[its-hackers] 1967 ITS mentioned

Lyle Bickley lbickley at bickleywest.com
Wed Aug 18 19:00:18 CEST 2021

Nice archaeology, Lars!

On Wed, 18 Aug 2021 13:40:08 +0000
Lars Brinkhoff <lars at nocrew.org> wrote:

> Hello,
> I found this in a 1986 (2nd ed 1988) book called "The Tomorrow Makers",
> by Grant Fjermedal.  I have send an email to Sussman's MIT address
> asking about the Dead Sea Scroll...printout.
>                                ~ ~ ~
>   [Sussman] pulled out a printout that he handled as if it were an
>   original Gutenberg bible.  It was the original code for the ITS
>   operating system - the Incompatible Timesharing system.  It even
>   seemed awesome to me.  Today we just accept the fact that a mainframe
>   computer can be in the basement of a building and desktop terminals
>   can be spread throughout a building, or throughout the world,
>   providing anyone with a terminal, access to the computer.  It is hard
>   to realize that as late as the 1960s this wasn't the case.  If you
>   wanted computer time, you wrote your program, took it to the computer
>   room, and had it run oftentimes by someone else, even if you wanted to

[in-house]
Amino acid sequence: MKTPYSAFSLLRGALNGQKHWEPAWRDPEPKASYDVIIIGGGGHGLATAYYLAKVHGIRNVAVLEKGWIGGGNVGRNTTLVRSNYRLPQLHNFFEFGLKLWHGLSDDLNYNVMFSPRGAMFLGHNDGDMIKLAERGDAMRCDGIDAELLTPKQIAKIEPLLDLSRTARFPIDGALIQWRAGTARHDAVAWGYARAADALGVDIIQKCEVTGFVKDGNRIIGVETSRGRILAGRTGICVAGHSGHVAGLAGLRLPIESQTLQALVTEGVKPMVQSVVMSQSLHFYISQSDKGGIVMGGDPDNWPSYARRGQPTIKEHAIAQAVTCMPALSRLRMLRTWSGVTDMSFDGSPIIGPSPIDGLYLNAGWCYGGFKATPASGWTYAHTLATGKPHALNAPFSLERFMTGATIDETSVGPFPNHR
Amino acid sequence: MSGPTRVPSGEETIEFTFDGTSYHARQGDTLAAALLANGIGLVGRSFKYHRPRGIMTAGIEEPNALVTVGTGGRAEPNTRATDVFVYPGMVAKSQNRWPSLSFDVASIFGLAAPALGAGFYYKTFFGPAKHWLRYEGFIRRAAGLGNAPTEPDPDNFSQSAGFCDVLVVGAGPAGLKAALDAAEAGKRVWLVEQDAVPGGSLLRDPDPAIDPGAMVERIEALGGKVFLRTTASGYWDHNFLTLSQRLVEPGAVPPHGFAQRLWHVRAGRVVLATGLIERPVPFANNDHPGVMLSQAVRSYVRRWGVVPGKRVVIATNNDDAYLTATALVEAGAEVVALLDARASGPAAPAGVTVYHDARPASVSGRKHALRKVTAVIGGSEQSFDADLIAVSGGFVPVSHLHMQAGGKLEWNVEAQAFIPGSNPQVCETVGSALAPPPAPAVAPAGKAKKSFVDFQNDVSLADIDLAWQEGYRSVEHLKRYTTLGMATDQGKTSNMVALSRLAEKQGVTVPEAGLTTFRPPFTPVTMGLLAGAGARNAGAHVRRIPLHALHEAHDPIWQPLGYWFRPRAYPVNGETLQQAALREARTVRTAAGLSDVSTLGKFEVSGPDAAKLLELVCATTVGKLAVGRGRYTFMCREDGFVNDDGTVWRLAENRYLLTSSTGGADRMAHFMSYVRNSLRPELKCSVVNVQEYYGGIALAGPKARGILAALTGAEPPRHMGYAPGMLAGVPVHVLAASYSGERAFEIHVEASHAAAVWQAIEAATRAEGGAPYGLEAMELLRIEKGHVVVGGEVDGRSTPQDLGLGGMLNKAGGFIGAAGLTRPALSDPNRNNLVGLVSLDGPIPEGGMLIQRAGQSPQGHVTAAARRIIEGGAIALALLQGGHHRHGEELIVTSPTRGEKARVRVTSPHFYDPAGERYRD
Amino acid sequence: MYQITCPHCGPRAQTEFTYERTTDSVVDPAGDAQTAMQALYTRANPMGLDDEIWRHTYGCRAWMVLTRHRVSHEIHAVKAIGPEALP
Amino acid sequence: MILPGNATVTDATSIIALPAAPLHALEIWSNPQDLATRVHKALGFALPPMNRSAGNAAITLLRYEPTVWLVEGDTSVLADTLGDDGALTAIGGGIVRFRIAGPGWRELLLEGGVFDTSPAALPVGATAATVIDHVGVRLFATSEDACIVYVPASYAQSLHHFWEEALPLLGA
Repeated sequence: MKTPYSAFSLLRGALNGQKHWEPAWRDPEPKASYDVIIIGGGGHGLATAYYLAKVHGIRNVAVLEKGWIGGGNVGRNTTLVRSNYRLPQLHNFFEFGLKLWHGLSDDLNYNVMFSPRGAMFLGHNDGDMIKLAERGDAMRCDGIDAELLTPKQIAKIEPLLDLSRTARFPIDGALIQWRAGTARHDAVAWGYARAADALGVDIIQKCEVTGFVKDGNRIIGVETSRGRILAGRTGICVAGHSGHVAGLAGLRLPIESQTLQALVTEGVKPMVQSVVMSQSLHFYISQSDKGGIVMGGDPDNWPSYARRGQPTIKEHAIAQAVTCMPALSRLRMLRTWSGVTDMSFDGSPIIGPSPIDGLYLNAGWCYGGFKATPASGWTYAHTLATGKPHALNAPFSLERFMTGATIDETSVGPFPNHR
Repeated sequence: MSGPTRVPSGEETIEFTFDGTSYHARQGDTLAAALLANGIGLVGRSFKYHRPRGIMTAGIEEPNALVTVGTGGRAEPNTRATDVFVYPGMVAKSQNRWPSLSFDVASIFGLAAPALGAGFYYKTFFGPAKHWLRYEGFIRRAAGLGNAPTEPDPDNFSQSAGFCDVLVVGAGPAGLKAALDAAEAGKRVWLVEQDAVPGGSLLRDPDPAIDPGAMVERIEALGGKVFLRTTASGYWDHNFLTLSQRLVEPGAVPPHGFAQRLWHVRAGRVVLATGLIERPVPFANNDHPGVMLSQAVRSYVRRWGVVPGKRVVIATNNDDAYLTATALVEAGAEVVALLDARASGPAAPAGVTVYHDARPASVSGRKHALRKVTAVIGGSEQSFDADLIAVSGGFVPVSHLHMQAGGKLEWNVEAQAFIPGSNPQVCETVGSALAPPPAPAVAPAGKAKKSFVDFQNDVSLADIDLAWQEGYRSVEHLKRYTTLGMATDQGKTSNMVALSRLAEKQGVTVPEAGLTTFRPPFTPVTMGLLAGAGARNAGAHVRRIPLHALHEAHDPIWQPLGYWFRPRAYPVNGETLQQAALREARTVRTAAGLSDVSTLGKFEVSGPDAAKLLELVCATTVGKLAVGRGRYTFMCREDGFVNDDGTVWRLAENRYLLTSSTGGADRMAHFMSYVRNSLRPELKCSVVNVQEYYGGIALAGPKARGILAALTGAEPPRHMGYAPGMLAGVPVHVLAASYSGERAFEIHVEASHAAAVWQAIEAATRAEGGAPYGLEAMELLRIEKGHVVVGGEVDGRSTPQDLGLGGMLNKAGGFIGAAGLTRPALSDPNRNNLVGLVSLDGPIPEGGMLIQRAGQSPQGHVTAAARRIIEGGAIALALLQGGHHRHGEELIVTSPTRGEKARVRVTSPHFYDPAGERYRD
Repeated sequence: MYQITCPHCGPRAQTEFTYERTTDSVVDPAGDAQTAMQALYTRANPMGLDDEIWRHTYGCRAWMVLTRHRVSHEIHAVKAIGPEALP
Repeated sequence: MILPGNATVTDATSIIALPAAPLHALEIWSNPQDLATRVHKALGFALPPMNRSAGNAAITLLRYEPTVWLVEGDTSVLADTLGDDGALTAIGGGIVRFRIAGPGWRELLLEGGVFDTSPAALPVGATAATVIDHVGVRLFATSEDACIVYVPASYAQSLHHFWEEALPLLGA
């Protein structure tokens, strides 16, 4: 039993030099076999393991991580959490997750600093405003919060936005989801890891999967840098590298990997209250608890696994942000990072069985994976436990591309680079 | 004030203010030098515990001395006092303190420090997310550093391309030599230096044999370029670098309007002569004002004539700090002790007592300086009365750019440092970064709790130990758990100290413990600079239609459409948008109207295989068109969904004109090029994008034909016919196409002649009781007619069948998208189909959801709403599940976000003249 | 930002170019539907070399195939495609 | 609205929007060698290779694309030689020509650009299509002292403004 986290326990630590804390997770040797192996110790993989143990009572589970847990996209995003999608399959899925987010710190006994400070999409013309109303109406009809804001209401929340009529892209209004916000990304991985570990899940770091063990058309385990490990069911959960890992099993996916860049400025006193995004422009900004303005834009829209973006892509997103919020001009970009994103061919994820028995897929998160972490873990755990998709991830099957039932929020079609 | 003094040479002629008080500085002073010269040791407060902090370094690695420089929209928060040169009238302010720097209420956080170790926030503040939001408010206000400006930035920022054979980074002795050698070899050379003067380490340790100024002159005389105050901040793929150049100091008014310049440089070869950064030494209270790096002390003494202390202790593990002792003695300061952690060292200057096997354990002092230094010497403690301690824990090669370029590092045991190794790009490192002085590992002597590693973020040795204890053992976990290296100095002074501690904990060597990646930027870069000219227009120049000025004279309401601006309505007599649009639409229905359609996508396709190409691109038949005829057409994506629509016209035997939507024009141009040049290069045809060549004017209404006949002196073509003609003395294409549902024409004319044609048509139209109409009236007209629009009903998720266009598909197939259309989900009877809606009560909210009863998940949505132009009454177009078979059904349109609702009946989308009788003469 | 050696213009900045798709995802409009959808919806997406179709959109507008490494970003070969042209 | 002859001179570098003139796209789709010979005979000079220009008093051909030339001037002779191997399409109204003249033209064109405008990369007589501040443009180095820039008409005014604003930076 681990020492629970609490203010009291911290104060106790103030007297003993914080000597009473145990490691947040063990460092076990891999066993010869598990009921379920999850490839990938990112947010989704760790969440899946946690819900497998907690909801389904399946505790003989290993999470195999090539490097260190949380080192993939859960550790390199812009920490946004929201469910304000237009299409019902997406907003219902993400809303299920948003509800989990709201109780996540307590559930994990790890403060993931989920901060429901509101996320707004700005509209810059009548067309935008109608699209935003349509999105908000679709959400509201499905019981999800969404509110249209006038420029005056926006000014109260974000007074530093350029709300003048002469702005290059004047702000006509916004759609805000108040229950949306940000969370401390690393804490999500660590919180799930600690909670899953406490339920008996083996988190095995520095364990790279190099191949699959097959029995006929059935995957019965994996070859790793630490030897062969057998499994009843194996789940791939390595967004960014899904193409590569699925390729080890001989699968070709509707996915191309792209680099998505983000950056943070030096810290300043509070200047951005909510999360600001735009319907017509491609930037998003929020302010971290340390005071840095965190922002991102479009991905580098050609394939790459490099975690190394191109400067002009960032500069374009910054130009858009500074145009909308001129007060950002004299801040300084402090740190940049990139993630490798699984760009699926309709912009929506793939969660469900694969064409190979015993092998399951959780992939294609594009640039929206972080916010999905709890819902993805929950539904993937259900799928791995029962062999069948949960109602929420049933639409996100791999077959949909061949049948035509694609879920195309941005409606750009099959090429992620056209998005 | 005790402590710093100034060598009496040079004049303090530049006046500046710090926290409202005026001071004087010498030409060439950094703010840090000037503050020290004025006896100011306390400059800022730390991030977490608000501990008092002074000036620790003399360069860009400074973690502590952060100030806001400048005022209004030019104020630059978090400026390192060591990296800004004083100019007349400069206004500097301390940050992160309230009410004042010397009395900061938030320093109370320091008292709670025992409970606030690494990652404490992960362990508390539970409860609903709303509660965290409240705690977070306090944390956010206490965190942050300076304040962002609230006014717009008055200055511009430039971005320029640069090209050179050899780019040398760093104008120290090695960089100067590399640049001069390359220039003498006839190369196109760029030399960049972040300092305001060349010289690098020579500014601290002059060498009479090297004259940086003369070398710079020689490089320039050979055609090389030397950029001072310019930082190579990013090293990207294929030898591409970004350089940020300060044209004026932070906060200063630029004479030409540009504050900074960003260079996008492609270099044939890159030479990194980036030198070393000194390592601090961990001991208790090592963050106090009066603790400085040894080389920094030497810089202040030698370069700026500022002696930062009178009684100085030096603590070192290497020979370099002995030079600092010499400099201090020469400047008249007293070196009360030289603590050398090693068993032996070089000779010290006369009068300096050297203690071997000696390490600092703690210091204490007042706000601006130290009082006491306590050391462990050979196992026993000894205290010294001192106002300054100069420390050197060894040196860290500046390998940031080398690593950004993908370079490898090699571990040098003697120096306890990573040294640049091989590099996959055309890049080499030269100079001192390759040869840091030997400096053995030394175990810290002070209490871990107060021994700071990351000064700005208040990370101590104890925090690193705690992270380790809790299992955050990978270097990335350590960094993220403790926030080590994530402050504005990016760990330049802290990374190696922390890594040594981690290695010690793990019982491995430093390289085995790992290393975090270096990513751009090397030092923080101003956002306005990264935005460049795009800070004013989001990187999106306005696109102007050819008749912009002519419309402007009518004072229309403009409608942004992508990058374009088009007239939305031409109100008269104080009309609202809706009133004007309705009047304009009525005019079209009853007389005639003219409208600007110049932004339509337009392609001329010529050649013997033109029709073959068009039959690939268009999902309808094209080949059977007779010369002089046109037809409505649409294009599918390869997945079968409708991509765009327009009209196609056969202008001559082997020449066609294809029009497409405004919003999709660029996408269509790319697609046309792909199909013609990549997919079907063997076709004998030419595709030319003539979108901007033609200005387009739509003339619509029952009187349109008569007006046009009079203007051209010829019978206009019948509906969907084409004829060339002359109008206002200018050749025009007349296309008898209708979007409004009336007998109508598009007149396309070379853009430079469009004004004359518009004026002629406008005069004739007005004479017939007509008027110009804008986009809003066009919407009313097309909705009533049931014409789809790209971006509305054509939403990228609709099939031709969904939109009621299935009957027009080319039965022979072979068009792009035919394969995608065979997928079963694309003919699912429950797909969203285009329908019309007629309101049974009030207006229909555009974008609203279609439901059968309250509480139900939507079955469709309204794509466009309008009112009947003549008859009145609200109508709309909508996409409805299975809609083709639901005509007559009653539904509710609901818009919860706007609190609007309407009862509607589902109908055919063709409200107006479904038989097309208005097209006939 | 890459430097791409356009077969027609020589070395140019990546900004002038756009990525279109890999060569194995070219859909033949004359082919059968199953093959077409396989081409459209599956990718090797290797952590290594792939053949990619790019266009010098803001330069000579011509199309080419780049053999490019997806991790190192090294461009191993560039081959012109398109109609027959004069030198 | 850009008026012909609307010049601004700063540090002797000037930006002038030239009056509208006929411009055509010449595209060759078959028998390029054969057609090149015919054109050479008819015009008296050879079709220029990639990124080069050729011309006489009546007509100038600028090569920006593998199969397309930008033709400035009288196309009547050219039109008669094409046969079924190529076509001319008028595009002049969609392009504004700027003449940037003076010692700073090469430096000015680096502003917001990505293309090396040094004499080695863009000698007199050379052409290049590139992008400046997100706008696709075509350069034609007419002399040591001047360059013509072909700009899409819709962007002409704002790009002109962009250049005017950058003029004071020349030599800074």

>   do it yourself.
>   It is a tribute to the modesty and especially to the irreverence of
>   the early hackers that when they created the world's first timesharing
>   system at MIT, they provided it with a name that was completely
>   opposite from what it really was: the Incompatible Timesharing System.
>   There was Gerry Sussman holding that half-inch printout, a blessed
>   relic from 1967.  The machine has a Moby memory, and as if reciting
>   from the opening words of the Great American novel, Sussman held the
>   printout in his hands and said, "The first line of it is, Moby is
>   One."  It was written as Moby = 1, but the way Sussman read it, there
>   was the sound of poetry and philosophy, as existential a piece of
>   haiku as I have ever heard: Moby is One.  "These days such an
>   operating system would have maybe one hundred times as much code.  But
>   this is what it was like then, filled with some very beautiful code -
>   and some very ugly code.  Some of it is humorous, and some of it is
>   sad.  Some of it had ideas in it that have been lost.  Some historian
>   could go through it someday and read it the way people read the Dead
>   Sea Scrolls and say, 'Aha, The guys who wrote this were real smart
>   guys.  And some of the things they knew, we don't even know now.'"

73   NM6Y
Bickley Consulting West

"Black holes are where God is dividing by zero"

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